The trial judge proceeded on the basis that the appellant's rotation from the SSOU required her cooperation, and the Court of Appeal observed that there was no suggestion that the respondent could have compelled the appellant to move to another unit that did not involve work relating to sex offences. Thus, the appellant was required to prove on the balance of probabilities that, if offered rotation out of the SSOU, she would have accepted it. The trial judge found that the appellant discharged this burden, having regard to the appellant's recognition of her need for professional psychological help in August 2011 and her cooperation with exploring alternative roles at the OPP after 9 February 2012.

The Court of Appeal noted that the appellant did not give evidence that she would have agreed to rotation out of the SSOU at the end of August 2011. Their Honours stated that the circumstances of 9 February 2012 relied upon by the trial judge were very different from the circumstances of late August 2011. Their Honours referred to the appellant's strong reaction to Mr Brown's suggestion that she was not coping and the terms of her second email on 29 August 2011, placing particular reliance on the appellant's statement that she was "passionate about continuing [her] work in the [SSOU]". Their Honours also noted that the appellant was by then also seeking promotion in the SSOU and that, on 9 November 2011, she signed a contract for a permanent position there. On the basis of these matters, "having looked afresh at the evidence, and making due allowance for the advantage of the trial judge", the Court of Appeal formed the view that "it could not be concluded that the [appellant] proved, on the balance of probabilities, that the appropriate exercise of care by the [respondent] would have resulted in the [appellant] accepting a rotation out of the SSOU at any time between the end of August 2011 and February 2012".

The Court of Appeal erred in forming this view. The appellant's cooperative conduct in February 2012, which was with the benefit of insight about the harmful effect of the nature and intensity of her work upon her mental health, while not determinative, was relevant evidence in support of the rotation finding. Also relevant, and not adverted to by the Court of Appeal, was the expert evidence of Professor McFarlane, a psychiatrist, that a "significant majority" of people assessed by him and receiving appropriate advice, appropriately communicated, would accept that advice. The substance of this evidence was that it is more common than not for persons to heed medical advice given to them about the cause of a diagnosed serious illness and the means by which that cause could be either mitigated or removed. This was important evidence in support of the rotation finding.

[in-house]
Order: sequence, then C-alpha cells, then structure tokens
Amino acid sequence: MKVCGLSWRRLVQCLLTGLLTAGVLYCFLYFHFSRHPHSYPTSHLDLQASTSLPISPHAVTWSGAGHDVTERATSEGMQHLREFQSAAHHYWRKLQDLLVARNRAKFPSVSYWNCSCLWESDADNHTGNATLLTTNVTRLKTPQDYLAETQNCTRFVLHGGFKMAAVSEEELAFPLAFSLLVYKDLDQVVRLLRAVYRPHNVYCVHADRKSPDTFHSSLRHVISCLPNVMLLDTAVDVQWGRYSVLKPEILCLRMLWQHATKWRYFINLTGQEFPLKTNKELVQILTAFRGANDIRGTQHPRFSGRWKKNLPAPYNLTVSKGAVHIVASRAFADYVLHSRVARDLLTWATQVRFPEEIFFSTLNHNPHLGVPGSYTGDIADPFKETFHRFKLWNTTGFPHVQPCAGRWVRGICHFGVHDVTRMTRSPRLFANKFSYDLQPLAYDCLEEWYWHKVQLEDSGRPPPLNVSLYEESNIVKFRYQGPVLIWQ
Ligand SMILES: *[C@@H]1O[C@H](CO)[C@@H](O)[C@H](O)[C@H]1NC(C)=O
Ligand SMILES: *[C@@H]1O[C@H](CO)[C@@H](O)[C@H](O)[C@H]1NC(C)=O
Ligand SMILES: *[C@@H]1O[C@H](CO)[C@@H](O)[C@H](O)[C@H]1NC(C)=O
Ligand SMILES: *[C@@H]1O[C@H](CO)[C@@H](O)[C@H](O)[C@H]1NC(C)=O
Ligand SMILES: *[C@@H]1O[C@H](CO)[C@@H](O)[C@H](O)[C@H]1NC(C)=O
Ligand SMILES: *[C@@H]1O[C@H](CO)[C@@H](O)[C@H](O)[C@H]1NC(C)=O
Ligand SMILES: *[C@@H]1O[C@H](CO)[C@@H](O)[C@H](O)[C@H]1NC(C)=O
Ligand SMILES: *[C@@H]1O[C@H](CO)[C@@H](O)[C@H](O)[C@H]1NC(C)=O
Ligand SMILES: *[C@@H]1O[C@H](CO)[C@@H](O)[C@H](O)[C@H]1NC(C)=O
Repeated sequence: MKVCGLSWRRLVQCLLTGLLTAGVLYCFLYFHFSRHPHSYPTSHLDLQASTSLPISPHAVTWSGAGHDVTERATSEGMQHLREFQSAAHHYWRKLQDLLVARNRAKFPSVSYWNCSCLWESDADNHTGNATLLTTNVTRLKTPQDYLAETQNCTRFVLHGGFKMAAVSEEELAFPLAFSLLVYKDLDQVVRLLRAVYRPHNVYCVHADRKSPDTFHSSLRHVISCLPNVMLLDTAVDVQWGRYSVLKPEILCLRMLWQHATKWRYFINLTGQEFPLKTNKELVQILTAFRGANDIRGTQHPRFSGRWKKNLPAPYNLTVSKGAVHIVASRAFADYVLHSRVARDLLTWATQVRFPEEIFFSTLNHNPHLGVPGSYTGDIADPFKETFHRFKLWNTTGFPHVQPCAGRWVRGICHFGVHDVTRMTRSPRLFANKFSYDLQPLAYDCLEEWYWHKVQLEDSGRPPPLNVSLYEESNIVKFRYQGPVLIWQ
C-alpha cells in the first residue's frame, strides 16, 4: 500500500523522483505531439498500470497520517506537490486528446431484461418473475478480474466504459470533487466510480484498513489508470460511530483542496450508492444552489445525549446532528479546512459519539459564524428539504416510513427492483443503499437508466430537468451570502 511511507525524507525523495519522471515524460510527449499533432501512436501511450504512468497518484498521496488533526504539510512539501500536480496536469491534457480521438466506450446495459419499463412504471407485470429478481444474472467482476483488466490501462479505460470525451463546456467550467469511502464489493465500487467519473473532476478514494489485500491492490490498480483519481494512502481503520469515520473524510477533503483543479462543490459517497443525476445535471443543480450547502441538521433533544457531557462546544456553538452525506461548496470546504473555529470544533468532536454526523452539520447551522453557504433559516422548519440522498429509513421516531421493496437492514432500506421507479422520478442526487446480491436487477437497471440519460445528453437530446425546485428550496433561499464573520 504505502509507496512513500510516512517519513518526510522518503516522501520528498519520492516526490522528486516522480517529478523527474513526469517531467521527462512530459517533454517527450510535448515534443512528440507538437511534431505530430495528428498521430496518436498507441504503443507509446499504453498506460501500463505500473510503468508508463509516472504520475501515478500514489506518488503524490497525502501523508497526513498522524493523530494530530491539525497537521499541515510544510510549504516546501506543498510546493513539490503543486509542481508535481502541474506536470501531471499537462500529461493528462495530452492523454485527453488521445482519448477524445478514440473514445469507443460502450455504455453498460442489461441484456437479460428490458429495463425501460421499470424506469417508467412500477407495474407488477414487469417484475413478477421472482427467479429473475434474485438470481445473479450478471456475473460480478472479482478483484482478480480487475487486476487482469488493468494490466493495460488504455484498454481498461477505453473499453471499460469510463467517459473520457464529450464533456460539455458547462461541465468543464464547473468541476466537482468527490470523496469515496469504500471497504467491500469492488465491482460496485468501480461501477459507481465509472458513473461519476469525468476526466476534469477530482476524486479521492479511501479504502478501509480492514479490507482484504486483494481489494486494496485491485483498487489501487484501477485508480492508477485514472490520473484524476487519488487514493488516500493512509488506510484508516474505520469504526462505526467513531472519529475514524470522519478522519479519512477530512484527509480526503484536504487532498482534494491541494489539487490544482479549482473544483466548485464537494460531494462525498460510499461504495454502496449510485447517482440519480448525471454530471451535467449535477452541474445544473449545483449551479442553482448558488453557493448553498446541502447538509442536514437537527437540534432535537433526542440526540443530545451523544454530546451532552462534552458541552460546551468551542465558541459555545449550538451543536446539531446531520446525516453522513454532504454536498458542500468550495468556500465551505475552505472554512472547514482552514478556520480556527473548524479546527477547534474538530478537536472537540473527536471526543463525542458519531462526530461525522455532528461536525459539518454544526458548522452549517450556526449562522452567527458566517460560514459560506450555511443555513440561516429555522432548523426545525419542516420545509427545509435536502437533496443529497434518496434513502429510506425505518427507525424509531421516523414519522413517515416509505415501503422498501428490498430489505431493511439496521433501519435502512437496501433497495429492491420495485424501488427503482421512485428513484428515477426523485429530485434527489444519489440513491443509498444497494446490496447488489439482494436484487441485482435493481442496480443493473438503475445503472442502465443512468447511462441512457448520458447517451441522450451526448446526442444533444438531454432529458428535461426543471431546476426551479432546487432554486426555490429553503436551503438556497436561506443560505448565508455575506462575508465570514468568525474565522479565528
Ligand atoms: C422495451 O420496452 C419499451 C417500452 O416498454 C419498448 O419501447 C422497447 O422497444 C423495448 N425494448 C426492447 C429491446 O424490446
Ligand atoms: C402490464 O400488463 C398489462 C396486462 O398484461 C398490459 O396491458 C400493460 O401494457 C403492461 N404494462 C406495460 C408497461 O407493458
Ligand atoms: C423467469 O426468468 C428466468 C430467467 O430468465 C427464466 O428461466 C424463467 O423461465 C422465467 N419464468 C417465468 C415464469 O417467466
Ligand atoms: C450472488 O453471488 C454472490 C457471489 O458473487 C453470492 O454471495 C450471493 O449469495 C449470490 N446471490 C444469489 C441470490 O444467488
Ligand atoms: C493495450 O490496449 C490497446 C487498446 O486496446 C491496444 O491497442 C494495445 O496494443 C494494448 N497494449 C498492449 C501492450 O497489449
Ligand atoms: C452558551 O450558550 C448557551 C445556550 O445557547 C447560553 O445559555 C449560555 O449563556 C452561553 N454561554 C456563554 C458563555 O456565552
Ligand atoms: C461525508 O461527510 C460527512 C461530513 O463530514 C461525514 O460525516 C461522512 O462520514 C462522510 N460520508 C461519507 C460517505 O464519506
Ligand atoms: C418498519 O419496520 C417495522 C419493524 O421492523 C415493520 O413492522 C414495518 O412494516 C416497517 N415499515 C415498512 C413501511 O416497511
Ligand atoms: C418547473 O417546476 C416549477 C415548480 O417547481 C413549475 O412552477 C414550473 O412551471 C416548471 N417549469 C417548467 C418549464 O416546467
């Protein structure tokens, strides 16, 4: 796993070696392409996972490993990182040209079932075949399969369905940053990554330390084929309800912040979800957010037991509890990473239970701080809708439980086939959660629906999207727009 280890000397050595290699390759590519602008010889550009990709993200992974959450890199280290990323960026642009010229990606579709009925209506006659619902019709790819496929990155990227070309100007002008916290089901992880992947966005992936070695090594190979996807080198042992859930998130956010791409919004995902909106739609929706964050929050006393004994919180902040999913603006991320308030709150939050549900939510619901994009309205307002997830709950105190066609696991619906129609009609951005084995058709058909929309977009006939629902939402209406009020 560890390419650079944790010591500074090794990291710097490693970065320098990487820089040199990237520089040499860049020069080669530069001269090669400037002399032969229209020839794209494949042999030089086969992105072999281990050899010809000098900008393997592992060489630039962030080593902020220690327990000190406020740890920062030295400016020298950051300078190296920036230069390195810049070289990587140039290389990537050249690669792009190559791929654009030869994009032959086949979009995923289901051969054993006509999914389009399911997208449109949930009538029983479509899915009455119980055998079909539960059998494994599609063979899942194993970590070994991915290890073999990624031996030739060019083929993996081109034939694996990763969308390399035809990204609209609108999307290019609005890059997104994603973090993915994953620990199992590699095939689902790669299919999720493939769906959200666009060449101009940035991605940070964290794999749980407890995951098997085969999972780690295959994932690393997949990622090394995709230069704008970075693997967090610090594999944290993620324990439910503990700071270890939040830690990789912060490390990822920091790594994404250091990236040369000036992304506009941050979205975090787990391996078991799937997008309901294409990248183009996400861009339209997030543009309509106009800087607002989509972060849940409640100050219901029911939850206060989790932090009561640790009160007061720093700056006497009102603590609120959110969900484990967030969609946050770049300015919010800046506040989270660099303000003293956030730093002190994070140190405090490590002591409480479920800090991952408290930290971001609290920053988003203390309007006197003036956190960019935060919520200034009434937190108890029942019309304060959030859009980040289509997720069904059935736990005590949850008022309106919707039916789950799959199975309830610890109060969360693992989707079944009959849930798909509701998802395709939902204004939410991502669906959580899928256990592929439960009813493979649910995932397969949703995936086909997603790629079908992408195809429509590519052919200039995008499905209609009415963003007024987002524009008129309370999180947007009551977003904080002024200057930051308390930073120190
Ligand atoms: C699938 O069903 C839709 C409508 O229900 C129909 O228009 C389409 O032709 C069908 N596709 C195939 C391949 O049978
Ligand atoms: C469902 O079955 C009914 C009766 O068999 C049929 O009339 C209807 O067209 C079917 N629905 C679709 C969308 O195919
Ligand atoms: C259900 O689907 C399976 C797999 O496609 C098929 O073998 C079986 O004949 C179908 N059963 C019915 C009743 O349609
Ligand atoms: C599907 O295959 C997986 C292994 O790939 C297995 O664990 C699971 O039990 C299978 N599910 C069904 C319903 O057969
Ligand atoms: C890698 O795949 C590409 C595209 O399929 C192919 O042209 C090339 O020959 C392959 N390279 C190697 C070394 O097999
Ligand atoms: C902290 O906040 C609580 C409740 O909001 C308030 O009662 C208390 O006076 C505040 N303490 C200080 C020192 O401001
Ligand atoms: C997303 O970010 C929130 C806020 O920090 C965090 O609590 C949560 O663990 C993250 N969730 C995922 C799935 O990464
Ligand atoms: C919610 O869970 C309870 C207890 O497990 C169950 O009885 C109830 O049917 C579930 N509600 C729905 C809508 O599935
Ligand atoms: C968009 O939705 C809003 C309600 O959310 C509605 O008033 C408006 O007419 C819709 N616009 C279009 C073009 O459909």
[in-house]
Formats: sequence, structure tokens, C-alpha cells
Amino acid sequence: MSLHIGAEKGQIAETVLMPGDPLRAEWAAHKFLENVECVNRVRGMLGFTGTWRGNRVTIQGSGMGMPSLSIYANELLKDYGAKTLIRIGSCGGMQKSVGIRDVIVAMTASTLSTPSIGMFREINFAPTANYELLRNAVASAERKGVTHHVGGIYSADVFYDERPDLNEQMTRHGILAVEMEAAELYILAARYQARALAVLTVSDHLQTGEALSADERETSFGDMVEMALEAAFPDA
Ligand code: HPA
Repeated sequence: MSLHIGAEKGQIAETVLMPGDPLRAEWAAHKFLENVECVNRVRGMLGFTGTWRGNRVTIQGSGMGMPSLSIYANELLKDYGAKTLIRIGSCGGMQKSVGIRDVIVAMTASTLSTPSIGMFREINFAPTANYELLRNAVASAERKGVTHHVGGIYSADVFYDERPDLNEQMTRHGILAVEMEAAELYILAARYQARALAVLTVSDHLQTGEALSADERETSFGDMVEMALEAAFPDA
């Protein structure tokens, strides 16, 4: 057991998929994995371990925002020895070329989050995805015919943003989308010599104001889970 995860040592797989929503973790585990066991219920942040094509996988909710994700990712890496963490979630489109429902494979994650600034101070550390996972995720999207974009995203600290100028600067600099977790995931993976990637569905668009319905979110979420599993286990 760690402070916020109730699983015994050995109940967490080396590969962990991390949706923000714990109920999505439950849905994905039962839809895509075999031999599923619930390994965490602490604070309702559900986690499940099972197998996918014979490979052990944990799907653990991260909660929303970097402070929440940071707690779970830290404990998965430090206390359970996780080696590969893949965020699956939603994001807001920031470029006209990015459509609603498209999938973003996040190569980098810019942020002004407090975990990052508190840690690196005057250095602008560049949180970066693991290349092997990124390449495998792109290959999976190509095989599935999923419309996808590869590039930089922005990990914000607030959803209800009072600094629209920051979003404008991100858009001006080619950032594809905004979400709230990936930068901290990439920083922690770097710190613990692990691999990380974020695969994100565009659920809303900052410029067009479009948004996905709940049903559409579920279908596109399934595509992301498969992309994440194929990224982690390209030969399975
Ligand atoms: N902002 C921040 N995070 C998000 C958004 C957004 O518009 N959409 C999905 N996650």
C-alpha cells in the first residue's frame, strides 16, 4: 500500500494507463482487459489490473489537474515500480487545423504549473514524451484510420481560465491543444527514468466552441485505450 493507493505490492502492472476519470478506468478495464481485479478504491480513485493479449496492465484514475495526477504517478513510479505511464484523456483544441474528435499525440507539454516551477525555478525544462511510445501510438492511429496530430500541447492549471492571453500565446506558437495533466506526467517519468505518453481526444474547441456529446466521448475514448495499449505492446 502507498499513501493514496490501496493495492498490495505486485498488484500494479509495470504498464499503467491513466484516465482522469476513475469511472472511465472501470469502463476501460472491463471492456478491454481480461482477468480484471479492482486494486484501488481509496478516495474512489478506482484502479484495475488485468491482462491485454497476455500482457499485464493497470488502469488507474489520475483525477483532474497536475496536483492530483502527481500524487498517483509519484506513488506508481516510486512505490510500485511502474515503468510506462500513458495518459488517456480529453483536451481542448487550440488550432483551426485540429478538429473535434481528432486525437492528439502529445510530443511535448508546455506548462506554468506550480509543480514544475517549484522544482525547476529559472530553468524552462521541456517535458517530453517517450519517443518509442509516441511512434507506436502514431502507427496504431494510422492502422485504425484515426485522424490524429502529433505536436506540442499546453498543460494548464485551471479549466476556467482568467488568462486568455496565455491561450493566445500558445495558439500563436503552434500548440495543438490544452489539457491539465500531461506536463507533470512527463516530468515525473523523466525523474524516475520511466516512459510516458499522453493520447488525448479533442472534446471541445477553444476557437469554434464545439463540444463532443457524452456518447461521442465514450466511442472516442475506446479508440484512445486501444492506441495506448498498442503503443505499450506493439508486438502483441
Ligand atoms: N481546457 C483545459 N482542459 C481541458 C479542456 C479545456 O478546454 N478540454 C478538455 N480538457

The Court of Appeal also failed to advert to the inherent likelihood that a reasonable person advised of the risks of serious psychiatric injury might be expected, on the balance of probabilities, to accept advice to avoid those risks. It was inherently likely that the appellant, faced with advice as to the need to rotate out of SSOU in order to avoid an exacerbation of her PTSD, would have acted self-interestedly in accordance with the advice. In this regard, it is significant that the appellant gave extensive evidence at the trial and the trial judge rejected the respondent's attacks upon her credibility, did not accept that she was an unsatisfactory witness and found her evidence to be "generally coherent and credible". The Court of Appeal should have adverted to the real possibility that the appellant's demeanour and credibility may have influenced the trial judge in making the rotation finding].

It is true that there was a body of material that tended against the rotation finding. This material included the appellant's commitment prior to February 2012 to the SSOU's work and the social importance of that work; the commitment of SSOU staff, including the appellant, to specialisation in sexual offence work with the accompanying inevitability of vicarious trauma and the limited opportunities for "time out"; the instances of the appellant's applications for promotion within the SSOU as further indication of her strong desire to do the traumatic work involved; and the appellant's apparent outrage at the possibility that Mr Brown thought that the appellant should no longer be in the SSOU. However, these factors were of relatively little weight in assessing the counterfactual, which involved a diagnosis of serious psychiatric illness and appropriate advice. On the whole of the evidence, the trial judge's rotation finding was the preferable one.


The appeal should be allowed with costs. The orders of the Court of Appeal should be set aside. In their place, it should be ordered that the appeal to that Court be dismissed with costs